What Is Colon Cancer?
Many kinds of cells make up all organs, like the colon. Cells are the basic unit of life. Normally, cells grow, divide and reproduce because they are needed to keep the body healthy and functioning properly.
Sometimes cells can grow abnormally and keep dividing when new cells are not needed. The mass of extra cells forms a growth or tumor. Tumors can be either benign (not cancerous) or malignant (cancerous).
Cancer that begins in the colon is called colon cancer. Most tumors in the colon begin when normal tissue in the wall forms a polyp or benign growth. A specific type of polyp, called an adenoma, can turn into cancer. They are common in people over the age of 50 and vary in size and shape. The majority of colon cancers are adenocarcinomas, also known as cancerous tumors.
Familial Colon Cancer
Familial adenomatous polyposis (FAP) is a rare, inherited condition. In classic FAP, hundreds to thousands of polyps form in the colon and rectum. If not treated, virtually all affected patients will develop colon cancer by the age of 45. In a less severe form of FAP, patients can have less than 100 adenomatous polyps.
FAP is caused by a mutation in the APC gene. It affects approximately one in 8,000 people or one percent of colon cancers diagnosed in the United States. Children of affected individuals have a 50 percent risk of having FAP. Family members of patients with FAP should undergo genetic testing to determine if they also have the same abnormal gene.
Hereditary non-polyposis colorectal cancer (HNPCC) is another genetic syndrome caused by a mutation (change) in one of several genes. HNPCC accounts for about three to five percent of all colon cancers. Persons affected by HNPCC can develop single or multiple colorectal cancers rather than numerous polyps as in FAP.
Individuals with the HNPCC gene mutations have an 80 percent lifetime risk of developing colon cancer. Testing a tumor sample for microsatellite instability (MSI) can often provide a way to determine whether genetic testing for HNPCC is appropriate. Approximately 90 percent of tumors from people with HNPCC show gene instability or absence of protein expression. This means the DNA sequence is longer or shorter than normal. In these patients, genetic testing is recommended because children of affected individuals have a 50 percent risk of developing HNPCC.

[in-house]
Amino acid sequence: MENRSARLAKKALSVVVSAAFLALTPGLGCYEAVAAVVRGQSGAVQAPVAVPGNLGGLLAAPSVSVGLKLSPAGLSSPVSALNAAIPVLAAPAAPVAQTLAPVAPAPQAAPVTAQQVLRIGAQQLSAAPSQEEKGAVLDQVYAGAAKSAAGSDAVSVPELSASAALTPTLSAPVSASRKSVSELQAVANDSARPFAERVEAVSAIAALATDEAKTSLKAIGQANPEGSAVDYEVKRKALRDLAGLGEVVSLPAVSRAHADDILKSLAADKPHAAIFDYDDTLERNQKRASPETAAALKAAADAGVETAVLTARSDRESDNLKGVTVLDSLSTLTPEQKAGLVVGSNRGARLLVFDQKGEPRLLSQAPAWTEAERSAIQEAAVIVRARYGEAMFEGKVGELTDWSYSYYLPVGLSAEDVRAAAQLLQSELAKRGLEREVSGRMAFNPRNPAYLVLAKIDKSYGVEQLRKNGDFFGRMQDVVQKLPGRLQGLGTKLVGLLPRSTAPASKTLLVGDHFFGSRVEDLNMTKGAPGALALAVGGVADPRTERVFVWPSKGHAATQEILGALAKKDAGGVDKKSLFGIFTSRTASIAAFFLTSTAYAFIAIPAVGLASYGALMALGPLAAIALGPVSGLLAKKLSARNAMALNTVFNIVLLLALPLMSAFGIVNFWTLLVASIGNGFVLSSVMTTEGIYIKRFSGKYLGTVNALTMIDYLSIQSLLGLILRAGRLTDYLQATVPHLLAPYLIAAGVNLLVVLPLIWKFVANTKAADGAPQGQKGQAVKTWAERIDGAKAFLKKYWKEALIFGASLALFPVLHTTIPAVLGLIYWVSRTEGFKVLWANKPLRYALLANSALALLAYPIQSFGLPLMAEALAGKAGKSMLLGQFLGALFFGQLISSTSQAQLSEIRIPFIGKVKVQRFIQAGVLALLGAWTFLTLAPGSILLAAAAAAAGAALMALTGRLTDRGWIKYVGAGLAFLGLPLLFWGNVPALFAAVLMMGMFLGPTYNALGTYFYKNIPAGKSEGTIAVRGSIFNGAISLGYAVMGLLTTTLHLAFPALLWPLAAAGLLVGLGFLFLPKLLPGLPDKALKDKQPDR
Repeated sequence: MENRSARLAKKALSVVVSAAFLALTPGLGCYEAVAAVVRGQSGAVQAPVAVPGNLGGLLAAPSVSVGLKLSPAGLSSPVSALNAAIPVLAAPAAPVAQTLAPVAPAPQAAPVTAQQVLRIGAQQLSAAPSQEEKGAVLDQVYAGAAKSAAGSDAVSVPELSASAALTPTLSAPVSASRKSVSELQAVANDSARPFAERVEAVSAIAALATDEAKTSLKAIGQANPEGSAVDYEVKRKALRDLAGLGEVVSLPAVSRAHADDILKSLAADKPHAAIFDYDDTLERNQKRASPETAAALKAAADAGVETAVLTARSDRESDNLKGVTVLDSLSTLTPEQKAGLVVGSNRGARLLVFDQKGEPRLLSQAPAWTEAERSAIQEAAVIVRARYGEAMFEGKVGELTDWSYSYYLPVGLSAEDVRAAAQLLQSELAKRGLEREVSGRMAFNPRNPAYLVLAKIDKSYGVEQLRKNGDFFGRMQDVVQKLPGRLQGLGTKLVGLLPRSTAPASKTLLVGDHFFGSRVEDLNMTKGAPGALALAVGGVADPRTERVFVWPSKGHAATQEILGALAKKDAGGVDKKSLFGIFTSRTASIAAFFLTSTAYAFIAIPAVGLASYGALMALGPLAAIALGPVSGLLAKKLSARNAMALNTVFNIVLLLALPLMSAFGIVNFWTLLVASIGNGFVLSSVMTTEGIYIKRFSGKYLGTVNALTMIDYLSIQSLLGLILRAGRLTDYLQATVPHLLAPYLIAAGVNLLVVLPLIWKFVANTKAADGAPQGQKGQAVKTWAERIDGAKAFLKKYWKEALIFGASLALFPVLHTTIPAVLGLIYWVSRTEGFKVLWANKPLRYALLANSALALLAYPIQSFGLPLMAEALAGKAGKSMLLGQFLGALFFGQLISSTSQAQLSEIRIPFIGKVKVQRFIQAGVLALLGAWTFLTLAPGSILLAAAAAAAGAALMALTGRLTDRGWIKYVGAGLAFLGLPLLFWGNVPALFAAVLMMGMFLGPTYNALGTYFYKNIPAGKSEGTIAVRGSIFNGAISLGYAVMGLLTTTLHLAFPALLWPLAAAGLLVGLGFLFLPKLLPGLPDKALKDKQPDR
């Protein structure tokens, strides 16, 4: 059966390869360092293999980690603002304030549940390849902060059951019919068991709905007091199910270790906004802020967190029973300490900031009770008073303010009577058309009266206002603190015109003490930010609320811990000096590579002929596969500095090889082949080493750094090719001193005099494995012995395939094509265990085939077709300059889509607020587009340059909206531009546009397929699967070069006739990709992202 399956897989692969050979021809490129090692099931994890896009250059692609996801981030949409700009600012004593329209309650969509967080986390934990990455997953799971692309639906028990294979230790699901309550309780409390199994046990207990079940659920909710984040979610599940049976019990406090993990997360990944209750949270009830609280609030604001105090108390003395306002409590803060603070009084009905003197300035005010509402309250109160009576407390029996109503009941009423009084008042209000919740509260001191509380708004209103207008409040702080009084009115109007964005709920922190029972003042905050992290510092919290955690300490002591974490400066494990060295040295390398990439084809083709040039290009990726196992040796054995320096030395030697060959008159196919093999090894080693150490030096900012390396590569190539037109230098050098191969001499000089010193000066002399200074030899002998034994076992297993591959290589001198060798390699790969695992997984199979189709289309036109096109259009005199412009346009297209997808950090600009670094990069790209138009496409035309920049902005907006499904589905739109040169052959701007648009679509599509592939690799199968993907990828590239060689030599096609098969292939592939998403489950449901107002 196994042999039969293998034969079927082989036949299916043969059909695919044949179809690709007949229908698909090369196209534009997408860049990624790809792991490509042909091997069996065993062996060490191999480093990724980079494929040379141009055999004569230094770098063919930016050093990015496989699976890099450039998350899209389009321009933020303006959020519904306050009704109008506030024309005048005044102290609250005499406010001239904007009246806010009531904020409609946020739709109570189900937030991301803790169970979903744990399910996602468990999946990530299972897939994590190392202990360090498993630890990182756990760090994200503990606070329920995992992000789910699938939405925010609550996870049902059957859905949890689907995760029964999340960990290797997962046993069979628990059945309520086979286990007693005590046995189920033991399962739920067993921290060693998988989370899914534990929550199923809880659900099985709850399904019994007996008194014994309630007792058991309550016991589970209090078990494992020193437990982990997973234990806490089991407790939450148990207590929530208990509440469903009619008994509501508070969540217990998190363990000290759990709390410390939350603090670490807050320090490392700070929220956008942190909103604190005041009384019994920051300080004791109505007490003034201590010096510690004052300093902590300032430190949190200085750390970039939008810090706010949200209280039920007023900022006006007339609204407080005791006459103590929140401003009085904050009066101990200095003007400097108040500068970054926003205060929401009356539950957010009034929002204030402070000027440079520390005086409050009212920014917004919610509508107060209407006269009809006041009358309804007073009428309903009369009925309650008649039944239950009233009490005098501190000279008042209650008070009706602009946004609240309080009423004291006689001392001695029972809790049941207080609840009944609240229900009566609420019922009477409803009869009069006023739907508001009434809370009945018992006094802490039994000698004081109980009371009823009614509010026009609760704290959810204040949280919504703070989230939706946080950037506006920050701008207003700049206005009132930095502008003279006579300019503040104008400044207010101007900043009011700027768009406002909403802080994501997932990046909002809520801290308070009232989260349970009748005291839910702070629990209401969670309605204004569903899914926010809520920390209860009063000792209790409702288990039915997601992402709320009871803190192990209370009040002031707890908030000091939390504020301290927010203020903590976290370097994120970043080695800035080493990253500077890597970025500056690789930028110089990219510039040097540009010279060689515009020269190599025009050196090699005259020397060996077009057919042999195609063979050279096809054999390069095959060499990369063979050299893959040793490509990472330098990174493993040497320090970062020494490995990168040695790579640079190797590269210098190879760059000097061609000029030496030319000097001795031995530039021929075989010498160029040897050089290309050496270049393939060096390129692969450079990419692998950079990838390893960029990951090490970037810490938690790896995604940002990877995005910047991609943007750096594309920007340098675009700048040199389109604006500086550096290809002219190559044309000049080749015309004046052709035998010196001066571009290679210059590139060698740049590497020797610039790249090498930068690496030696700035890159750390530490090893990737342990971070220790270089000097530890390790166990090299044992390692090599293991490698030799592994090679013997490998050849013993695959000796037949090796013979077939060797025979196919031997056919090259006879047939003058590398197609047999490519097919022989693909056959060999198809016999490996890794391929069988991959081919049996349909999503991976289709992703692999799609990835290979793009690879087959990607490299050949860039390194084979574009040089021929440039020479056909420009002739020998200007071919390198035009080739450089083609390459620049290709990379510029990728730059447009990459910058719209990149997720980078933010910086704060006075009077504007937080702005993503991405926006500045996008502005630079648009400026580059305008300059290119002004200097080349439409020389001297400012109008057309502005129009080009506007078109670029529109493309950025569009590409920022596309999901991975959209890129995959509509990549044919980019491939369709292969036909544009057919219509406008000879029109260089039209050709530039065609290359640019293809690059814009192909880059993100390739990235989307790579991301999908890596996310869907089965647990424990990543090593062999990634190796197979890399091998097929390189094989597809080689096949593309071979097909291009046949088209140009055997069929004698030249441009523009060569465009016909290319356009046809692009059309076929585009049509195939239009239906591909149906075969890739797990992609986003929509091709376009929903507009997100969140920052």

What Are the Symptoms of Colon Cancer?
Some people with colon cancer have few to no symptoms. However, the most common symptoms include:
- Changes in bowel habits, such as constipation.
- Blood in the stool or dark-black stool if the cancer in the colon is bleeding. This can also cause anemia, which is a decrease in the number of red blood cells and decreased oxygen in the blood. If you have anemia, you may feel more tired, get short of breath easily, become pale or have a fast heartbeat.
- Stomach or abdominal pain.
Diagnostic Tests for Colon Cancer
After your cancer is diagnosed, other tests and exams are ordered to determine the extent of the cancer. This process is called staging. Staging determines whether the disease has spread to other parts of the body. Some of the tests and exams that are used to determine stage are described below.
A colonoscopy is a test that examines the entire colon using an instrument called a colonoscope, which is a flexible, lighted instrument inserted through the anus/rectum.
A colon biopsy is the removal of a tissue sample for examination under a microscope. The biopsy can be performed during the colonoscopy.
Blood tests are performed before, during and after cancer treatment. The testing will include a CEA (carcinoembryonic antigen) level, which is a value that is frequently elevated in patients with colon cancer.
A CT scan, commonly referred to as a CAT scan, takes multiple highly detailed pictures of your internal organs.
Other tests may include a chest X-ray and MRI (magnetic resonance imaging).
After your tests are completed, your doctor will explain the status of your cancer to you in more detail. You may want to write down your questions so that you and your doctor can discuss them when you meet. Your personal wishes and general health are important factors to consider when planning and deciding treatment.
Staging of Colon Cancer
The stage of colon cancer is determined utilizing the TNM (Tumor Lymph Node Metastasis) staging system. It is based on radiology results, the findings of the surgeon at the time of surgery and the surgical pathology. Surgical pathology is an evaluation of the removed tumor specimen by a pathologist, a doctor who specializes in the examination of tissue using X-ray and surgical pathology results. Your doctor needs to know the TNM stage of your colon cancer in order to plan the best treatment for you.